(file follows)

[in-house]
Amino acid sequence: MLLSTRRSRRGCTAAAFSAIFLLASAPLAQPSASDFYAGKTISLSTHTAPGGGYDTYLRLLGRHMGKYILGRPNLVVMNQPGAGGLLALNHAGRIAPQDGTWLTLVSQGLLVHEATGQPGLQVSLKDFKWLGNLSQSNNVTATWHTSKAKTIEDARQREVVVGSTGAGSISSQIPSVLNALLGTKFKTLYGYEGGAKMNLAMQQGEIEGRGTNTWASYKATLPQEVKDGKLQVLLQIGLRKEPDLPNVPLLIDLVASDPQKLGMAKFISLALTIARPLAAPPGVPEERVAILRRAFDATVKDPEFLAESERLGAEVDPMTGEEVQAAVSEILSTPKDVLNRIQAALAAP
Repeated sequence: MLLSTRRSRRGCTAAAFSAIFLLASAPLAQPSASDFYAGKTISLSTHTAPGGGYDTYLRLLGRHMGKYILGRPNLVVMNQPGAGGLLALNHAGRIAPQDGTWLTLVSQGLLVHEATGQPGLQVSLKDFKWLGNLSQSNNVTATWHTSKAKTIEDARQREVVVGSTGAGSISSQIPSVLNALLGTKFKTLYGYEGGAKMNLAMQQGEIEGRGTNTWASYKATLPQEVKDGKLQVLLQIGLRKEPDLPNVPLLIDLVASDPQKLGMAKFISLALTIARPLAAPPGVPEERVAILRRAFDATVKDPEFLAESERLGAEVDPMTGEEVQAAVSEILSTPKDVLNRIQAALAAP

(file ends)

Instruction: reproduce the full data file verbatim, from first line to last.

[in-house]
Amino acid sequence: MLLSTRRSRRGCTAAAFSAIFLLASAPLAQPSASDFYAGKTISLSTHTAPGGGYDTYLRLLGRHMGKYILGRPNLVVMNQPGAGGLLALNHAGRIAPQDGTWLTLVSQGLLVHEATGQPGLQVSLKDFKWLGNLSQSNNVTATWHTSKAKTIEDARQREVVVGSTGAGSISSQIPSVLNALLGTKFKTLYGYEGGAKMNLAMQQGEIEGRGTNTWASYKATLPQEVKDGKLQVLLQIGLRKEPDLPNVPLLIDLVASDPQKLGMAKFISLALTIARPLAAPPGVPEERVAILRRAFDATVKDPEFLAESERLGAEVDPMTGEEVQAAVSEILSTPKDVLNRIQAALAAP
Repeated sequence: MLLSTRRSRRGCTAAAFSAIFLLASAPLAQPSASDFYAGKTISLSTHTAPGGGYDTYLRLLGRHMGKYILGRPNLVVMNQPGAGGLLALNHAGRIAPQDGTWLTLVSQGLLVHEATGQPGLQVSLKDFKWLGNLSQSNNVTATWHTSKAKTIEDARQREVVVGSTGAGSISSQIPSVLNALLGTKFKTLYGYEGGAKMNLAMQQGEIEGRGTNTWASYKATLPQEVKDGKLQVLLQIGLRKEPDLPNVPLLIDLVASDPQKLGMAKFISLALTIARPLAAPPGVPEERVAILRRAFDATVKDPEFLAESERLGAEVDPMTGEEVQAAVSEILSTPKDVLNRIQAALAAP